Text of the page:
Everything that has been hibernating or dormant for the winter will soon be active again- this means bears (it’s time to start watching for them) and wasps (get the traps up early!)
Read what local biologist Tim Thier has to say about bears- it may be from last year, but it’s still relevant, and excellent!
People are fascinated by bears for a variety of reasons, not the least of which is their ability to hibernate. Imagine an animal much like people in many ways, being able to crawl into a den for 5-6 months and remain there, without eating, drinking, urinating or defecating, the entire time. As if that wasn’t…Keep reading
While I was working on black bears in the Yaak for my Masters degree, I had the pleasure of cooperating with Dr. Ralph Nelson from the Mayo Clinic in Rochester, Minnesota. Dr. Nelson was studying hibernation in bears for a variety of human-related reasons, not the least of which was to assist NASA with sending…Keep reading
Black bear dens in northwest Montana come in a variety of types. The most common den consists of where a large tree toppled over years ago, bringing up a large amount of soil with the roots. Black bears will hollow out an area under the fallen tree where the trunk meets the roots. Usually, these…Keep reading
And a reminder- it isn’t just time to start trapping wasps, it’s also important to consider what they are eating. The best bait will vary throughout the year, the same as the wasp diet will.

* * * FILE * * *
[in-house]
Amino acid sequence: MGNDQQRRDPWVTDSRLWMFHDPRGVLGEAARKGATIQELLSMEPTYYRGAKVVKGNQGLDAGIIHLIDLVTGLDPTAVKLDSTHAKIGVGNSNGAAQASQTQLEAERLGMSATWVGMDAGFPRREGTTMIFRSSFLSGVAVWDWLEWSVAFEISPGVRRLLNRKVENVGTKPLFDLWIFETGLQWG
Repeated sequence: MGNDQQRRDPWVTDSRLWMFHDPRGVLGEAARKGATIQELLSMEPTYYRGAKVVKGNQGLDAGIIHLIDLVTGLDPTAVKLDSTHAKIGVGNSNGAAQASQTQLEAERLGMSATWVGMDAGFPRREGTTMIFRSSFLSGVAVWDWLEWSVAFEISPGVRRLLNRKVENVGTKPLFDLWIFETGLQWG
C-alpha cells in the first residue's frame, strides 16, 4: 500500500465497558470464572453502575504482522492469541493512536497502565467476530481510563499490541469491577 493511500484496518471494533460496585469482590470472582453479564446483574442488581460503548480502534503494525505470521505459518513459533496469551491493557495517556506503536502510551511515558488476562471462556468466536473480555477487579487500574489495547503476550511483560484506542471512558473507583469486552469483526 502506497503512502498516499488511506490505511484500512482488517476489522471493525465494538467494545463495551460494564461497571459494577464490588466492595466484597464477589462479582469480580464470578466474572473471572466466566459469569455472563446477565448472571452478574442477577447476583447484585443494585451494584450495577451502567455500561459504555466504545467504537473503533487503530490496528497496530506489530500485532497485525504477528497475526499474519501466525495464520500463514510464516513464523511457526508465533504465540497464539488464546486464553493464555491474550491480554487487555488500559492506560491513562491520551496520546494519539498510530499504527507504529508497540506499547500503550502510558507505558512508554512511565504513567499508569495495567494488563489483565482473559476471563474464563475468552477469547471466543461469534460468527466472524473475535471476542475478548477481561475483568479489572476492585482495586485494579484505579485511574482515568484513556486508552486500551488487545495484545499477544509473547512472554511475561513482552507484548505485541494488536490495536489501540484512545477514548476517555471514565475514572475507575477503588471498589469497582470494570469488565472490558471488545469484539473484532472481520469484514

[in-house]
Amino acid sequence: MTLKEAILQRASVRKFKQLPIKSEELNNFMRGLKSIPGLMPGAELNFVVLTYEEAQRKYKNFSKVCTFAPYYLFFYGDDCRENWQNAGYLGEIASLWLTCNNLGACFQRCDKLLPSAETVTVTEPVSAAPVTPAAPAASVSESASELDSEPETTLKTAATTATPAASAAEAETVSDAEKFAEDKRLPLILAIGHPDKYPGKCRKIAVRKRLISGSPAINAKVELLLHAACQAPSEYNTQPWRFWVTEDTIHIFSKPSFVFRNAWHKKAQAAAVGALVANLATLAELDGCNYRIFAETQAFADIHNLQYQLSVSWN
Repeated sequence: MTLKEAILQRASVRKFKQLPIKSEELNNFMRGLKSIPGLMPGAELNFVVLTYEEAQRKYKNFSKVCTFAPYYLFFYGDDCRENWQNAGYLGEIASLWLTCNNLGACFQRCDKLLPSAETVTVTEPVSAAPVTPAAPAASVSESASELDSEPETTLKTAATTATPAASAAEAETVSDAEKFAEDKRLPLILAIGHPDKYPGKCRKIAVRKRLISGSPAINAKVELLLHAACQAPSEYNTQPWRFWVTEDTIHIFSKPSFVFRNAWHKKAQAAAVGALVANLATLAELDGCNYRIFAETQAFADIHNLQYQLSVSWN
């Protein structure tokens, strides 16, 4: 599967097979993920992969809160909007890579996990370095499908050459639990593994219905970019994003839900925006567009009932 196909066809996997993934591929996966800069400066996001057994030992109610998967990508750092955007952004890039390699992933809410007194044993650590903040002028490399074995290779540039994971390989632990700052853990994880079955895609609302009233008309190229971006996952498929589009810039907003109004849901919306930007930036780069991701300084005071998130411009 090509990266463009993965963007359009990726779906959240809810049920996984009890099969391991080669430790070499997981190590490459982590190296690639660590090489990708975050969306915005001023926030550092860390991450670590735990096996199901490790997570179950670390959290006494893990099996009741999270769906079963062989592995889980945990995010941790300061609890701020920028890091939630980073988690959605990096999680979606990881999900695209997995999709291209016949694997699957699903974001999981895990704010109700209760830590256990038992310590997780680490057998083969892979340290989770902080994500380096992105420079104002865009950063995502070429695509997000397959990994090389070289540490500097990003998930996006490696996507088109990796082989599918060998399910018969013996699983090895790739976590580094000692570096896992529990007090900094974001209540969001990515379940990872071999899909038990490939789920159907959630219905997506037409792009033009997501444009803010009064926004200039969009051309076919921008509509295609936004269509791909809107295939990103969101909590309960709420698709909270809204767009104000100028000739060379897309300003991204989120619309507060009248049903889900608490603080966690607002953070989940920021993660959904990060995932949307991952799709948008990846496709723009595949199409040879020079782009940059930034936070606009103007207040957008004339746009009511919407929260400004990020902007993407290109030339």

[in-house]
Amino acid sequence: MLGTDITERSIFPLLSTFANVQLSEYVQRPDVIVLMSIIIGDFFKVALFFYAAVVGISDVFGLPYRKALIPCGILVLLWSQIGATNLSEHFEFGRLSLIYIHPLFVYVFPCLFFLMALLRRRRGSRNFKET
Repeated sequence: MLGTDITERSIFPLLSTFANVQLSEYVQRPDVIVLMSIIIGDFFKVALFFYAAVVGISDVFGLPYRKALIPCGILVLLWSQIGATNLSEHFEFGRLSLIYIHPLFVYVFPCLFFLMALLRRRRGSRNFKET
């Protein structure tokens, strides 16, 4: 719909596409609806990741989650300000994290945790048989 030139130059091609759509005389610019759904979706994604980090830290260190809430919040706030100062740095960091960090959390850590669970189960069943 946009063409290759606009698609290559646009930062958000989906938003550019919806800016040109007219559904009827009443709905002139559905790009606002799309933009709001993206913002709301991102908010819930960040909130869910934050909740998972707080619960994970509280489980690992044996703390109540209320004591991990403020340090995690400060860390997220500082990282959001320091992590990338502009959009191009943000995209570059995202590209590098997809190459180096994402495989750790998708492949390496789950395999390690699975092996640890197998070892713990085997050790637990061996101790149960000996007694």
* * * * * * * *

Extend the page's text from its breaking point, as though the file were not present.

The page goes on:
Learn about wasps, and when to trap them (and with what)
While winter isn’t quite done with us yet, we’ve had a good period of warmth recently. Wasps, as well as bears, are waking from their winter hibernation. I’ve seen a few queen paper wasps scouting for new nesting sites. With this in mind, if you want to control wasps in or around your property, the…Keep reading
I’d wanted to talk about how to read wasp body language this week, but that’ll be postponed. I couldn’t persuade any individuals to do threat displays this week – all live wasps were well-mannered, despite extreme invasion of their personal space. Most of the wasps I’ve seen around Trego are Polistes paper wasps. We have…Keep reading
If you know what signs to look for when you meet a wasp, it’s easy to avoid being stung. Have you ever been buzzed by a bee or a paper wasp? They dive bomb you, fly close to your face, even collide with you, but without stinging? Those were probably sentries for a nest, trying…Keep reading